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Global Supermarket Brand Drops Frog Legs After Chilling PETA Exposé

Update: (May 16, 2024): A leap forward for frogs—following PETA Asia’s investigation into the frog-leg industry, which revealed how workers capture and kill frogs in Indonesia so that their legs can be sold and eaten around the world, global supermarket giant Carrefour has committed to cutting ties with a supplier and ending its sale of frog legs from the country. This decision came after more than 90,000 people took action for frogs by joining PETA entities around the world in writing to Carrefour Group.

We celebrate that the company has taken action for frogs who are captured in the wild, confined to severely crowded bags, and slaughtered—some while still conscious. Please, never buy or consume frog legs—and contact any restaurant you come across serving them, anywhere in the world, to ask that they remove them from the menu.

PETA Asia investigators unearthed vicious cruelty at numerous frog-leg suppliers in Indonesia, the world’s largest exporter of frogs’ legs. If you see frog legs on a menu, think about this:

From extremely crowded sacks of suffocating frogs to agonizing killing methods, PETA Asia’s findings show how frogs suffer before reaching people’s plates in Europe and elsewhere.

Frogs are known for their webbed feet and exceptional leaps, but these fascinating, sensitive animals have many other notable characteristics. Many frog species are devoted—and resourceful—parents and have a variety of personalities ranging from bold or guarded to relaxed or peaceful.

Just like humans, frogs feel pain and fear. They don’t want to be taken from their homes and killed, yet nearly 322 tons of frog legs were shipped from Indonesia to the European Union from March to May of this year. PETA is calling on everyone to stop eating frog legs—or anything else taken from an animal.

PETA Entity Investigations Expose Cruelty to Frogs

A PETA Asia video exposé documented that workers take frogs from nature and stuff them into extremely crowded sacks—in which they may be kept for two agonizing days, causing many of them to asphyxiate and die.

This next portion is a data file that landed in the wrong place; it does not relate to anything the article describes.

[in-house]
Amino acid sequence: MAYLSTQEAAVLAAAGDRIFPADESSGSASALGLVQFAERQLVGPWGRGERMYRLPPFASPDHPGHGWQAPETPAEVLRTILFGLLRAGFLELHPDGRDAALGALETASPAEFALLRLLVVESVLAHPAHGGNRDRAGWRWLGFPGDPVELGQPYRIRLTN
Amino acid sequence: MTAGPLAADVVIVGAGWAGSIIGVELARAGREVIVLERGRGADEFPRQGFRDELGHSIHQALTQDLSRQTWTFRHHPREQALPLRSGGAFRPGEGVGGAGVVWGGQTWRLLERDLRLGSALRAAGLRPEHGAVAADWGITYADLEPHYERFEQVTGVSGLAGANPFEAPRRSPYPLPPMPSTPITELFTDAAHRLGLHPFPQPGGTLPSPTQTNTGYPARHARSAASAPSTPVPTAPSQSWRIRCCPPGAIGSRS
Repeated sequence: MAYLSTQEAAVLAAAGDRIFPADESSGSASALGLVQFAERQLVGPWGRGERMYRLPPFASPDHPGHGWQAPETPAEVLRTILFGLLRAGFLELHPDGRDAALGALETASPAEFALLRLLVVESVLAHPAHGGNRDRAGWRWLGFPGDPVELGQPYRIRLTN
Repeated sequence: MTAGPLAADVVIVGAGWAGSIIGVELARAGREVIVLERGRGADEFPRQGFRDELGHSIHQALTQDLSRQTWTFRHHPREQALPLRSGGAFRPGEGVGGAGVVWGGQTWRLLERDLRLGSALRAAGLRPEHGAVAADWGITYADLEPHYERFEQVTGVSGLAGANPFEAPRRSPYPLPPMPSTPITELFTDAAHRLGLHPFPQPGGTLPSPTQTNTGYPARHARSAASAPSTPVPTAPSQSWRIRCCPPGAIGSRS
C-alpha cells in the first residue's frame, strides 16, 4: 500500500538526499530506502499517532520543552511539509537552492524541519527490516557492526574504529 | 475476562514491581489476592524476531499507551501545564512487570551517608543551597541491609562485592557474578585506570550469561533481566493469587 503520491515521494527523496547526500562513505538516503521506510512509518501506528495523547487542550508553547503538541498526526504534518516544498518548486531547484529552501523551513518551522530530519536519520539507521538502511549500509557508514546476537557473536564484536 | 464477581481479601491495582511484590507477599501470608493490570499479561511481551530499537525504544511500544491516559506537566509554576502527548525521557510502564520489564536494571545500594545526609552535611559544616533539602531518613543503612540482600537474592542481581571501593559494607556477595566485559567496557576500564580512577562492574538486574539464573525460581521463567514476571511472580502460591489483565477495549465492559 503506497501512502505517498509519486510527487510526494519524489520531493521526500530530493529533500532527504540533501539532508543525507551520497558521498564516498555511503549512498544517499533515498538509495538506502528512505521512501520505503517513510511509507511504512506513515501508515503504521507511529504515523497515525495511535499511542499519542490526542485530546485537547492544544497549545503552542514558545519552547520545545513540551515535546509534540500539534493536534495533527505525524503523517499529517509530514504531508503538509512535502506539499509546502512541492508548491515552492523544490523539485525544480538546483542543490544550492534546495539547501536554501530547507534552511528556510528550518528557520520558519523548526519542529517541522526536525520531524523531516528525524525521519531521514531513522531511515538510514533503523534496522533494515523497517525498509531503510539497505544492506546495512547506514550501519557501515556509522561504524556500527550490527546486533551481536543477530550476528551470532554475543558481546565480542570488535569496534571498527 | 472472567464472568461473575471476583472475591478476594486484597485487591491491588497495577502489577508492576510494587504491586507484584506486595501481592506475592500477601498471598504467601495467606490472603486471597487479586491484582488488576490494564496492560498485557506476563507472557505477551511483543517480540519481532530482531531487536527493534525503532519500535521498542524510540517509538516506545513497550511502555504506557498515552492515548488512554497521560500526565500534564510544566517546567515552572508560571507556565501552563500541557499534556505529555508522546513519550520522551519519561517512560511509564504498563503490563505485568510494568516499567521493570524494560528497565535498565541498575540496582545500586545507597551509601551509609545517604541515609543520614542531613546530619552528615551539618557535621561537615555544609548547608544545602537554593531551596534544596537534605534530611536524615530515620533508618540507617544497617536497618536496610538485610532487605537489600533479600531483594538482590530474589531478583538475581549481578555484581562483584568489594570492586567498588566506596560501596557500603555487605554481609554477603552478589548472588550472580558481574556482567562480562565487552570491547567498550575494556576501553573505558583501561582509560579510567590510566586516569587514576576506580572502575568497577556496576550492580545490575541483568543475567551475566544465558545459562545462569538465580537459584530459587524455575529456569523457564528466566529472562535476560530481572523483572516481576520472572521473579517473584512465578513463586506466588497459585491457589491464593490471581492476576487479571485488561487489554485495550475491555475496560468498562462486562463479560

The video shows an employee slamming live frogs onto the ground while sorting living and dead ones. Workers used knives to hack at frogs’ heads and feet. Some of the animals’ heads were completely severed, while others were only partially cut off. Some workers also cut frogs’ feet before hacking at their heads.

Many frogs were still alive and moving when workers tore away their skin. Investigators documented that frogs’ mouths opened and closed after decapitation and that their headless bodies moved for minutes after they were slaughtered.

This hell for frogs isn’t isolated, as PETA Asia investigators documented egregious cruelty to frogs in every randomly selected facility they visited in Indonesia.

Environmental Implications of Frog Legs

The consequences of this industry go beyond the cruelty inflicted on frogs. Various sources have shown that frog populations in Indonesia have declined in recent decades. According to the International Union for Conservation of Nature’s Red List of Threatened Species, populations of the fanged river frog and the crab-eating frog are decreasing. Frogs are considered by conservationists to be a keystone and an indicator species, meaning that they’re integral to a healthy, functioning ecosystem and that their decline is a sign of ecological problems.

If this trend continues, problems stemming from ecological imbalance—such as an increased use of pesticides by farmers because there are no natural predators for insects—will inevitably develop.

Of the two species of frogs captured by workers in the video, only one is on the Ministry of Environment and Forestry’s list of species permitted to be caught in nature. This restriction is likely why frog legs are often mislabeled for export.

Many frogs are protective parents who nurture their young, and these sensitive animals feel pain and fear just like chickens, pigs, and other animals. Frogs don’t exist for humans, and eating their body parts for our pleasure is speciesist.

Whether for a frog’s leg, a chicken’s thigh, or a pig’s hind leg, the cruelty and suffering involved in slaughtering the animals for human consumption are the same.

Labels That Lie: Are You Eating Endangered Species?

Indonesian suppliers deliberately mislabel and sell two species of frogs—Limnonectes macrodon and Fejervarya cancrivora—as Fejervarya cancrivora, even though suppliers that sell these animals to distributors overseas admit that mislabeling is a regular occurrence and that they can distinguish between the species when packing them.

Violations of Laws

The frog-leg industry appears to be breaking Indonesian laws. Article 66(1) of Indonesian Law No. 18 of 2009 requires that measures be taken concerning animal well-being during capture, husbandry, slaughter, and transport. Additionally, Article 66(2) requires that animals generally be free from pain, fear, or pressure. Yet these facilities operate with callous disregard for the frogs’ pain and suffering and brazenly ignore these laws.

PETA Asia has taken a stand against this cruelty by filing a complaint with the relevant authorities, but we need your help. As conscientious consumers, we all hold the power to end this suffering—so let’s adopt a vegan lifestyle.

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